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Dublin Bay Sailing Club Expects to Announce Start Date for Summer Season This Week

2nd May 2021
DBSC Commodore Ann Kirwan has been out on the Dublin Bay race track at the weekend inspecting the newly laid race marks ('J' or 'Asgard' mark pictured) for its forthcoming summer season
DBSC Commodore Ann Kirwan has been out on the Dublin Bay race track at the weekend inspecting the newly laid race marks ('J' or 'Asgard' mark pictured) for the club's forthcoming summer season Credit: Eddie Totterdell

139 yachts and dinghies are now signed up for the Dublin Bay Sailing Club (DBSC) Summer Season.

Following the Government announcement of the easing of COVID-19 restrictions, the club is expecting to hear news of when club training and racing can start this week.

The country's biggest sailing league on Dublin Bay had been targeting a return on May 4th. While this is not confirmed, DBSC Commodore Ann Kirwan told Afloat the club is awaiting "guidance" but "would be hopeful for a return to our full racing programme pretty soon". 

As sailing has been described as a low-risk outdoor no-contact sport with little difference in the sport between training and competition modes, more clarity has been requested on the resumption date for yacht racing currently given as June 7th.

Racing in DBSC's summer series on Dublin BayRacing in DBSC's summer series on Dublin Bay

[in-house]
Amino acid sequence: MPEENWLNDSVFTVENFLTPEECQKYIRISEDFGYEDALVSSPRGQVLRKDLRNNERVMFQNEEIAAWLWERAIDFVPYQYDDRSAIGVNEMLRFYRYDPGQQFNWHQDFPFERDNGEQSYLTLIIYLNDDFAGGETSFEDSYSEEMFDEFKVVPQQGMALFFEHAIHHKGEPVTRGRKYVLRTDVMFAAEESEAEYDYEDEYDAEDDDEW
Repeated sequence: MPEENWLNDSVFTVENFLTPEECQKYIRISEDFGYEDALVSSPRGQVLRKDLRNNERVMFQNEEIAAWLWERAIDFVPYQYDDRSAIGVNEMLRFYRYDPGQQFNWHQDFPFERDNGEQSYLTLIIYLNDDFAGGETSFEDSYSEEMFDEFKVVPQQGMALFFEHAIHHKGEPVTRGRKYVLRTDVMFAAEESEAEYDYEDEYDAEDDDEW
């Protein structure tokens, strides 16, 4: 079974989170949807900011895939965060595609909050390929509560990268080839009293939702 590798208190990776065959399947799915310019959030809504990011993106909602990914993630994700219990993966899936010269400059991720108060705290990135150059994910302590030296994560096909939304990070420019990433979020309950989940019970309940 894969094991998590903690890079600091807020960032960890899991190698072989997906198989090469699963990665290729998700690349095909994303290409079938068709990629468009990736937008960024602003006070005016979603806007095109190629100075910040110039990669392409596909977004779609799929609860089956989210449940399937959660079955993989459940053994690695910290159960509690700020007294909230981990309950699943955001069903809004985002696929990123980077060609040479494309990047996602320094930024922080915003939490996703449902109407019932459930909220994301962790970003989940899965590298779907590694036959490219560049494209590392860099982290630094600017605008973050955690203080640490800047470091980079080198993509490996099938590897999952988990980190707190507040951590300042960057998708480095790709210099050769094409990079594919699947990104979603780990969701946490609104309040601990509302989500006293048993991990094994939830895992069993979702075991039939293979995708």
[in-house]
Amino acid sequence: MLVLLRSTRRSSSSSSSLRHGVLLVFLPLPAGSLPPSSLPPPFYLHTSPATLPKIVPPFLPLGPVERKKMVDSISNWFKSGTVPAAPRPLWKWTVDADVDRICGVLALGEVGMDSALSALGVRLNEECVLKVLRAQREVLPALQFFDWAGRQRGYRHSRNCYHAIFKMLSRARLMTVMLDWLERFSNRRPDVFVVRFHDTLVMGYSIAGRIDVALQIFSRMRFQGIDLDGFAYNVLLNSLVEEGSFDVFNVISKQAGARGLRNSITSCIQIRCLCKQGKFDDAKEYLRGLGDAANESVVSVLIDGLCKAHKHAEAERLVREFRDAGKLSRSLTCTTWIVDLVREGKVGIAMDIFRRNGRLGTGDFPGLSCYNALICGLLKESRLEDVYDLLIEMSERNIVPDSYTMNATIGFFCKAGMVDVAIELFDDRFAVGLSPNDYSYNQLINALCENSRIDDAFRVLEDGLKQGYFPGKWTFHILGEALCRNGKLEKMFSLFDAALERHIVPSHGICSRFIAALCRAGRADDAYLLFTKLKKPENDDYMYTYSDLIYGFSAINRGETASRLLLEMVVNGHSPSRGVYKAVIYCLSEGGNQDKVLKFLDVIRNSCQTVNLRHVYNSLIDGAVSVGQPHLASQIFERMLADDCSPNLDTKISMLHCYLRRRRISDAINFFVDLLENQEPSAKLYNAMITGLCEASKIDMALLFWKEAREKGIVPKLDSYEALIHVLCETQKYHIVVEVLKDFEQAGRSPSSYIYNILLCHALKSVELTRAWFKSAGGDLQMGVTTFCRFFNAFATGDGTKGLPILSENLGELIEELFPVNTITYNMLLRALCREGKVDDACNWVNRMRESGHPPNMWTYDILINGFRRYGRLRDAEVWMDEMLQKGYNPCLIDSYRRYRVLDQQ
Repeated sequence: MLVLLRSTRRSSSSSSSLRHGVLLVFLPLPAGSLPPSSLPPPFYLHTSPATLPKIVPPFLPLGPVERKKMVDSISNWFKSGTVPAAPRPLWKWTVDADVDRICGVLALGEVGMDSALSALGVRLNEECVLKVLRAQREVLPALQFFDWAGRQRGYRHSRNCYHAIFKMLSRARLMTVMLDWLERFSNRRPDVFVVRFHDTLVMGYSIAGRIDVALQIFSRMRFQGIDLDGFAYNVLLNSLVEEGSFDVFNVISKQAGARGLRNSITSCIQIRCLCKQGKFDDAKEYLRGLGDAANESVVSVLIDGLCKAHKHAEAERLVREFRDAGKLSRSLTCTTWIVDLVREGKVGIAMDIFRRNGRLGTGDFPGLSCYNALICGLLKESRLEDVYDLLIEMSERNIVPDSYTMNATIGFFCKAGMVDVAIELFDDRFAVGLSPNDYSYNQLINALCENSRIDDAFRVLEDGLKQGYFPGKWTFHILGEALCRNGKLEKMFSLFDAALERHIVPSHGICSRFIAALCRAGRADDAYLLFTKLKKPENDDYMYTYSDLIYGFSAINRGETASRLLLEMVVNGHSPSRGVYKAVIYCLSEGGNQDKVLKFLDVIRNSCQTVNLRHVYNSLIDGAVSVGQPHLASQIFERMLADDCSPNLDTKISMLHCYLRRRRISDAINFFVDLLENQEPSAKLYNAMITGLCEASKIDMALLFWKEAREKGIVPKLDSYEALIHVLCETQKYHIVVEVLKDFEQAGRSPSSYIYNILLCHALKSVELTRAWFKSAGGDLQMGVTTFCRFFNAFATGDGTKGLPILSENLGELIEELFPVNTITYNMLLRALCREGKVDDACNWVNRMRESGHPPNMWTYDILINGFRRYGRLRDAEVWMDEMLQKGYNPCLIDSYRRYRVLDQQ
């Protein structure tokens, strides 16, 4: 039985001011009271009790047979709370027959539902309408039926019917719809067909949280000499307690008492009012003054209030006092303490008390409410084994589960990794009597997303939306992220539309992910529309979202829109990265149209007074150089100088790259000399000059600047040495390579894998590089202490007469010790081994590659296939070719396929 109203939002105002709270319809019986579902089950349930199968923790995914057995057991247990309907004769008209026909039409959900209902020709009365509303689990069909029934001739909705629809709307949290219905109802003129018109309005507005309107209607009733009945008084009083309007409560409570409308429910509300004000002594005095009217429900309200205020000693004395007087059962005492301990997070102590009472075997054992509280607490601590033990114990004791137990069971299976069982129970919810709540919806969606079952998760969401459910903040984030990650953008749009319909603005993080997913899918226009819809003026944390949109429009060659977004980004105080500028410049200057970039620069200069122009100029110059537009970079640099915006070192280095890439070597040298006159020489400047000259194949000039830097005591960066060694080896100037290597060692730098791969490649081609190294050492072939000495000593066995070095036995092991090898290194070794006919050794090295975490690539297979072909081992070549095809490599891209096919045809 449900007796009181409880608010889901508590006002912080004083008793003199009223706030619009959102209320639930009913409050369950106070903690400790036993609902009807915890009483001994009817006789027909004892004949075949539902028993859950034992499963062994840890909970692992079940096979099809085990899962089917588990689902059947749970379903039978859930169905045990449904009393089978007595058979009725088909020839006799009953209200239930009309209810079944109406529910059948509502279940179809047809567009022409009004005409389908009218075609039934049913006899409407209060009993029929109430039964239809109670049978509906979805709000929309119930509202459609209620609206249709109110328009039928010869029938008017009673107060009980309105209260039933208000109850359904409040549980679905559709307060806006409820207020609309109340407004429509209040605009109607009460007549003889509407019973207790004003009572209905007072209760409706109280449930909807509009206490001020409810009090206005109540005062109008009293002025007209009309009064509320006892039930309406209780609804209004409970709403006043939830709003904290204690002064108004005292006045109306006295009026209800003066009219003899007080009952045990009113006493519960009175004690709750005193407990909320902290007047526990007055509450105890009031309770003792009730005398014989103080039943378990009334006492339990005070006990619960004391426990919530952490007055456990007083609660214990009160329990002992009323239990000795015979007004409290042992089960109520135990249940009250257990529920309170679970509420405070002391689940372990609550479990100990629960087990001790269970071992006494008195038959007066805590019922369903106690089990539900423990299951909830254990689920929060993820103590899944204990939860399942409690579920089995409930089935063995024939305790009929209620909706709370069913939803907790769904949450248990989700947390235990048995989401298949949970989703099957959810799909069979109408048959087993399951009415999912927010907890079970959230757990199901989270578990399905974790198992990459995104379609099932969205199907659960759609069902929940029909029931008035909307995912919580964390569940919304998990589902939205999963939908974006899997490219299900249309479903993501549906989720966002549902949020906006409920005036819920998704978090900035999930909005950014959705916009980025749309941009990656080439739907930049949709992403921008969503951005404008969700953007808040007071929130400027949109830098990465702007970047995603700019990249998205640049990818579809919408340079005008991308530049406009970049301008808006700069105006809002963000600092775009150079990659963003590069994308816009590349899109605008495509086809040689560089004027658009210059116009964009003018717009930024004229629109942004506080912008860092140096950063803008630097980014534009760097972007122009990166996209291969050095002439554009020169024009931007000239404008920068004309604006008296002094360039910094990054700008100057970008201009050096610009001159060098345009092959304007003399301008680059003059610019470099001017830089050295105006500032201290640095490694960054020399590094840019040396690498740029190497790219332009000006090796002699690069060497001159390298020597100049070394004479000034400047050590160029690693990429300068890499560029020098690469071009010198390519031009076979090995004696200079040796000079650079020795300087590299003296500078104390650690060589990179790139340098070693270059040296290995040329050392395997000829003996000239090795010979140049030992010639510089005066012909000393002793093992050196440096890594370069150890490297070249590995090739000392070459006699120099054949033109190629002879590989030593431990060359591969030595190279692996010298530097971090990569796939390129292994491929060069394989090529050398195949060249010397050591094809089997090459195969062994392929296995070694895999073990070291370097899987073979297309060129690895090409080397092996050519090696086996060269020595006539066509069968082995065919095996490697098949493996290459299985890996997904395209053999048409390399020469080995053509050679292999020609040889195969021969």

DBSC's Hon Sec Chris Moore said the club expected to "receive confirmation of a start date on Tuesday" (May 3rd). 

Meanwhile, DBSC has laid its marks, prepared courses and made arrangements for an immediate start to its AIB sponsored season that traditionally begins in the last week of April for a fleet of up to 200 boats and 1200 sailors on the capital's waters. "We're ready to go whenever", Kirwan said.

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Dublin Bay Sailing Club (DBSC) is one of Europe's biggest yacht racing clubs. It has almost sixteen hundred elected members. It presents more than 100 perpetual trophies each season some dating back to 1884. It provides weekly racing for upwards of 360 yachts, ranging from ocean-going forty footers to small dinghies for juniors.

Undaunted by austerity and encircling gloom, Dublin Bay Sailing Club (DBSC), supported by an institutional memory of one hundred and twenty-nine years of racing and having survived two world wars, a civil war and not to mention the nineteen-thirties depression, it continues to present its racing programme year after year as a cherished Dublin sporting institution.

The DBSC formula that, over the years, has worked very well for Dun Laoghaire sailors. As ever DBSC start racing at the end of April and finish at the end of September. The current commodore is Eddie Totterdell of the National Yacht Club.

The character of racing remains broadly the same in recent times, with starts and finishes at Club's two committee boats, one of them DBSC's new flagship, the Freebird. The latter will also service dinghy racing on Tuesdays and Saturdays. Having more in the way of creature comfort than the John T. Biggs, it has enabled the dinghy sub-committee to attract a regular team to manage its races, very much as happened in the case of MacLir and more recently with the Spirit of the Irish. The expectation is that this will raise the quality of dinghy race management, which, operating as it did on a class quota system, had tended to suffer from a lack of continuity.